With the help of Eve Spence, our office administrator, I send out hundreds of letters each year – the same exact letter each time, in fact. What am I mailing? Your annual reminder that a Yahrzeit is approaching, the Hebrew anniversary date of a relative’s death. At minimum, Jews are required to commemorate the death of parents, siblings, spouses and children and many of us commemorate the deaths of others (friends and family) as well, particularly when no one else is available to commemorate the death.
What, exactly, is “Yahrzeit?” Yahrzeit is a Yiddish word meaning “time of one year;” Sephardi Jews refer to the anniversary/commemoration as “Nachala,” meaning legacy or inheritance. On the Shabbat on or before the Yahrzeit of a loved one, their name is read aloud in the synagogue – typically by me – and the Mourner’s Kaddish is recited. The recitation of the Kaddish, it should be noted, most-traditionally occurs on the actual day of the Yahrzeit – rather than the Shabbat before, if possible.
There are a number of other traditions related to Yahrzeit, including the lighting of a 24-hour candle. Some describe this candle lighting as a way for the “spirit of the deceased to fill the room again for 24 hours.” There is an ages-old custom of visiting the grave on the Yahrzeit as well. Appropriate prayers are said at that time and a small stone is left to bear continuing witness to the visit. I am always happy to assist you with those traditional prayers. I suggest bringing a stone from home or some other special family location (a treasured vacation spot, perhaps?) to leave behind on the grave. According to Rabbi Joseph Telushkin, one should not go to a celebration or party on the day of Yahrzeit, and some people even adapt the Jewish custom of fasting on solemn days but not eating on this day as well. “Yahrzeit plaques” are located in our JCCH Lee Javitch Sanctuary and a special light is illuminated beside the plaque to mark the Yahrzeit.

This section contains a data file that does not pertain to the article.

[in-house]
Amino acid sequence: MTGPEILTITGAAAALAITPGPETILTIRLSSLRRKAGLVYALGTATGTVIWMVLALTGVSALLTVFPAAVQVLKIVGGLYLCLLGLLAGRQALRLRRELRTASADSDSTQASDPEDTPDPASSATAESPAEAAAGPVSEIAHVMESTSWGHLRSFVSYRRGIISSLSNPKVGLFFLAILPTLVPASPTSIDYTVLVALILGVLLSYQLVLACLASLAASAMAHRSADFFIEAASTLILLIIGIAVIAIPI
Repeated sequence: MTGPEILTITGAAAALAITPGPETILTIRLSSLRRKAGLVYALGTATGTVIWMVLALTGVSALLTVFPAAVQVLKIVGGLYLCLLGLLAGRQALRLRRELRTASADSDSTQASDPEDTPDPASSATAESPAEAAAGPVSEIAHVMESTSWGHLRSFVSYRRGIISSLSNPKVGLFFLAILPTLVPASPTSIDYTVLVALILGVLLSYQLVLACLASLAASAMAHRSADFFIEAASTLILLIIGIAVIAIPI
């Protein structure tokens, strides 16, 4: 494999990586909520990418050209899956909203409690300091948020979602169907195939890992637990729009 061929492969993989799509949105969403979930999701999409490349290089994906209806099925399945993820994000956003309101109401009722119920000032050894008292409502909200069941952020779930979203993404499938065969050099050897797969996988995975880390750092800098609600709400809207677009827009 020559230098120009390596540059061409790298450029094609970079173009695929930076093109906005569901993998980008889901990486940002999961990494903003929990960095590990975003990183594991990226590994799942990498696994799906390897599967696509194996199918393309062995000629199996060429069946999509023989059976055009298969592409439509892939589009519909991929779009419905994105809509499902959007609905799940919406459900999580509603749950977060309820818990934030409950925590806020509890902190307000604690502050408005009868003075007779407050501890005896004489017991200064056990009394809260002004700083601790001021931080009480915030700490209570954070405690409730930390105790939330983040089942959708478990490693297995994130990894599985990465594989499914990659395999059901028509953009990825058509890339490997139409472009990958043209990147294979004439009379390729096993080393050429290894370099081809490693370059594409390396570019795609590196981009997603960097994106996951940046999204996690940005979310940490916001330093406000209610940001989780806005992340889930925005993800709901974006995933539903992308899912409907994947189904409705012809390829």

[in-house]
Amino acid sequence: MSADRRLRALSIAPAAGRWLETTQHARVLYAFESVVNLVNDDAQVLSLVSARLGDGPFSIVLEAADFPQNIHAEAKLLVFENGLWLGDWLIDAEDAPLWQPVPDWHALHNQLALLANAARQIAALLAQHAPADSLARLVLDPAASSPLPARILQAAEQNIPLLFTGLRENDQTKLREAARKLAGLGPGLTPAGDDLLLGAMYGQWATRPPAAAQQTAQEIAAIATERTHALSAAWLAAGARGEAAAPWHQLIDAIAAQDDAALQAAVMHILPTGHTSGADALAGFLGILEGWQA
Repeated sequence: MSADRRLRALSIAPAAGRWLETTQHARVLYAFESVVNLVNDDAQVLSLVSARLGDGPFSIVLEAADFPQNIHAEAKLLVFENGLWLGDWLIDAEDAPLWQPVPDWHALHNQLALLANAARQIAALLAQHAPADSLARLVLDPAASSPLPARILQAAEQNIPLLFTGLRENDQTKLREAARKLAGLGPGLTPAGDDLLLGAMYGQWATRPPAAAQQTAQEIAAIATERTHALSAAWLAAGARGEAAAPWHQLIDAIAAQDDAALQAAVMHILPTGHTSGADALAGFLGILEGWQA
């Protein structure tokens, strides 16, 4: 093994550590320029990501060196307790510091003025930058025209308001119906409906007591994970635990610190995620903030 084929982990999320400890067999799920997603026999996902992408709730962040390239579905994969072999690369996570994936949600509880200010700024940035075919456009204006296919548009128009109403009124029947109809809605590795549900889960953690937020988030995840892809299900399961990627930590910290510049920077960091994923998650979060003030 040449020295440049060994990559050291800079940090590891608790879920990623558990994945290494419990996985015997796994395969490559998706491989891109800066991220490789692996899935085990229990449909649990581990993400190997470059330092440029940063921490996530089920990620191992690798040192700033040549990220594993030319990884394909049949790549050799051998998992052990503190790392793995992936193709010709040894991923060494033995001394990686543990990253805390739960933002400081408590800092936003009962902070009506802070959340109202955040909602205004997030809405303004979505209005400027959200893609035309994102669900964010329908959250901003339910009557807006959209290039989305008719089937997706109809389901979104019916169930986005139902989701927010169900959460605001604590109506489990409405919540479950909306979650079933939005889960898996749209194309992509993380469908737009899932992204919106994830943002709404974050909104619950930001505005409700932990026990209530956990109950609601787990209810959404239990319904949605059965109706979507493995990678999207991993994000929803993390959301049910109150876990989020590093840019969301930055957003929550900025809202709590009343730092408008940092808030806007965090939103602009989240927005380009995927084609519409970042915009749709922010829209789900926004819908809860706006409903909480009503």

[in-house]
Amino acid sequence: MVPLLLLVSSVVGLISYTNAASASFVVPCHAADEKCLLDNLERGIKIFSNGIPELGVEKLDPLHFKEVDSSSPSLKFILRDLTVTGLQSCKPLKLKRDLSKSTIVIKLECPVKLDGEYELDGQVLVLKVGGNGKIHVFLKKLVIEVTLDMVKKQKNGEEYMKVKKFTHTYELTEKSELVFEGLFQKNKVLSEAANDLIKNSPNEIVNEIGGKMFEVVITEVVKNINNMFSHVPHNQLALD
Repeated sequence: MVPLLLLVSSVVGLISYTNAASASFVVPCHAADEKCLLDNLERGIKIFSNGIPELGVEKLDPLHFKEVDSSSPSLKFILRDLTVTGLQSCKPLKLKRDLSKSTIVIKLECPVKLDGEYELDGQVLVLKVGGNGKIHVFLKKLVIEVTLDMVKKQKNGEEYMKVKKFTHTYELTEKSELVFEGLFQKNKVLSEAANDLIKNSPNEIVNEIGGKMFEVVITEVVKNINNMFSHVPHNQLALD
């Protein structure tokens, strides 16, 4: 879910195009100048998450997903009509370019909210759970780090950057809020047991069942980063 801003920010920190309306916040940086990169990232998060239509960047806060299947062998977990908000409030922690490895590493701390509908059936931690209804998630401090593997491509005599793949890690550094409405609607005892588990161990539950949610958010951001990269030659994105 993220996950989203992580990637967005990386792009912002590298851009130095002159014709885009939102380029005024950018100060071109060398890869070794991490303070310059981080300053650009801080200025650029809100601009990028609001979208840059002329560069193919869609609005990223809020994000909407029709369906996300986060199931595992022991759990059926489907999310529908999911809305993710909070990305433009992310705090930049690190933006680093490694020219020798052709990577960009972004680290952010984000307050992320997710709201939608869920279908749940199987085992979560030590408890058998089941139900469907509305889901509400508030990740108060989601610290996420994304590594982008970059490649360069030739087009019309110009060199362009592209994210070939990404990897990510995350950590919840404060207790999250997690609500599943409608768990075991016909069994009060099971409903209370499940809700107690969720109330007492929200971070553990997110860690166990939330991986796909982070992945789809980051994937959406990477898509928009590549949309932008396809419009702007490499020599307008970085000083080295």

I find these customs to not only be interesting but quite psychologically appropriate. I am so impressed by our ancient rabbis’ understanding of the human psyche, particularly with regard to our customs surrounding death and mourning. Shiva, in particular, seems to meet the exact needs of the mourner – providing a mandatory framework for the community to comfort the mourner and then ending that very same framework at a prescribed time such that the mourner is forced to leave their home. So, too, with Yahrzeit. The mourner is required to grieve for the dead – but only in a limited fashion. In fact, argues the Shulhan Arukh, the 16th-century code of Jewish law, “One should not grieve too much for the dead, and whoever grieves excessively is really grieving for someone else.” Yahrzeit is required – but limited in duration. A random fact about Yahrzeit: CSI NY once had an episode entitled “Yahrzeit” in which a jewelry auction takes a deadly turn after one of the jewelry appraisers is shot. The case requires the CSI team to try to understand the Holocaust. Mac learns how one member of his family experienced it. Ed Asner guest stars, and earned a 2009 Emmy nomination for his performance. And, they called the episode “Yahrzeit!”
If you have family members or friends whose Yahrzeit dates you would like to commemorate each year, please send that information to me and we will send the annual reminder. When you get my letter each month, I hope that you will not only act upon it according to the customs outlined above but, just as importantly, use the occasion of the Yahrzeit of a loved one to remind yourself of the values we wish to emulate of those who come before us. May we be fortunate enough to carry out those values and maintain the memories of our loved ones long into the future through gift of the annual Yahrzeit commemoration.